If you live in my town, you have been given the right to use the library. Far more than simply being allowed to check out books, you can take full advantage of a whole bunch of pretty cool extra services. For example, recently, on a long trip through Texas, I connected to the library with my cell phone and was soon listening to an audio book as the hours and miles flew by. Everyone who lives here has been given all those wonderful opportunities. Not everyone uses them.
Peter wrote about a similar situation for those who follow Jesus:
His divine power has granted to us all things that pertain to life and godliness, through the knowledge of him who called us to his own glory and excellence, 4 by which he has granted to us his precious and very great promises, so that through them you may become partakers of the divine nature, having escaped from the corruption that is in the world because of sinful desire. (2 Peter 1:3-4)
If you sign up for a library card, you are given free access to a long list of amazing opportunities. But they are worthless unless you use them. When you enter into a relationship of trust with Jesus, which Peter refers to as “the knowledge of Him,” you are given free access to everything necessary for the fullest and most satisfying good life. Amazingly, you are promised the ability to partake of the very nature of God! Those gifts and promises are yours. But they lie dormant and of little value unless you put them to use. So then, how do we do that?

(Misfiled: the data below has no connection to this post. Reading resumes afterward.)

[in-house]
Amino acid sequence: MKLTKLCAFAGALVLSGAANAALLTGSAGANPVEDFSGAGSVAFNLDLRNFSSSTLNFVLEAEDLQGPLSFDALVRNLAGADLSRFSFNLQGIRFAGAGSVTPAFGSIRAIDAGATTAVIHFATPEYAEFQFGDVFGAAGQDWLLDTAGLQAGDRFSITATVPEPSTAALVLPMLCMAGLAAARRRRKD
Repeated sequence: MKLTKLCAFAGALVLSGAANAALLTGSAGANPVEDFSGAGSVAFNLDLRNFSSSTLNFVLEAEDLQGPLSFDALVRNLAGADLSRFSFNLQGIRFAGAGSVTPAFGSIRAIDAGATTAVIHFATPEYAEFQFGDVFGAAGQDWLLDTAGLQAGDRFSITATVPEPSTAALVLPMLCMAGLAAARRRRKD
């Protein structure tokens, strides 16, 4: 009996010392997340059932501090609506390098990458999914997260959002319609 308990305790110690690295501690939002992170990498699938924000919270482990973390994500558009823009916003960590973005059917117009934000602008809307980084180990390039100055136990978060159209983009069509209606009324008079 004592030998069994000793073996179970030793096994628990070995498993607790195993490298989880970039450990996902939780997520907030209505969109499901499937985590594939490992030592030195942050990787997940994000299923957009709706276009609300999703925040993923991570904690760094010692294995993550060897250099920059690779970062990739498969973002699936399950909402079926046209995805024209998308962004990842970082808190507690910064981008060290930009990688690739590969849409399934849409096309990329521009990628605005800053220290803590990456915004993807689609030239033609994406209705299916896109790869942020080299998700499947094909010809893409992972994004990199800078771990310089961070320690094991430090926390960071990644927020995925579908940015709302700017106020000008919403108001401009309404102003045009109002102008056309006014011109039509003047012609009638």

For this very reason, make every effort to supplement your faith with virtue, and virtue with knowledge, 6 and knowledge with self-control, and self-control with steadfastness, and steadfastness with godliness, 7 and godliness with brotherly affection, and brotherly affection with love. (2 Peter 1:5-7)
You don’t earn the gifts and promises by doing these things; you already have been given them. But, by doing these things, you gradually learn to use what you have been given more fully. Peter’s words might sound a bit stuffy. Here’s my paraphrase:
Because you have these great promises, as you come to Jesus by faith, make a practice of getting in step with His good way of living (virtue). Intentionally get to know Him better (knowledge). Let the influence of His Spirit control you from the inside out, particularly when you are tempted to mess up (self-control). Keep at it – practice makes a real difference (steadfastness). Adjust your thinking and attitude in life to really appreciate and enjoy your interaction with God (“godliness” is a word whose component parts means enjoyable worship!) Let the joy of enjoying fellowship with God spill over into genuine love for others (brotherly affection).
Living like that, Peter says, helps us take full advantage of all we have been given in Jesus.
For if these qualities are yours and are increasing, they keep you from being ineffective or unfruitful in the knowledge of our Lord Jesus Christ. (2 Peter 1:8)
Thanks, Tom; that makes that passage a lot clearer!
Thanks for reminding us, Peter and Tom, that if we ain’t increasing, we better be careful.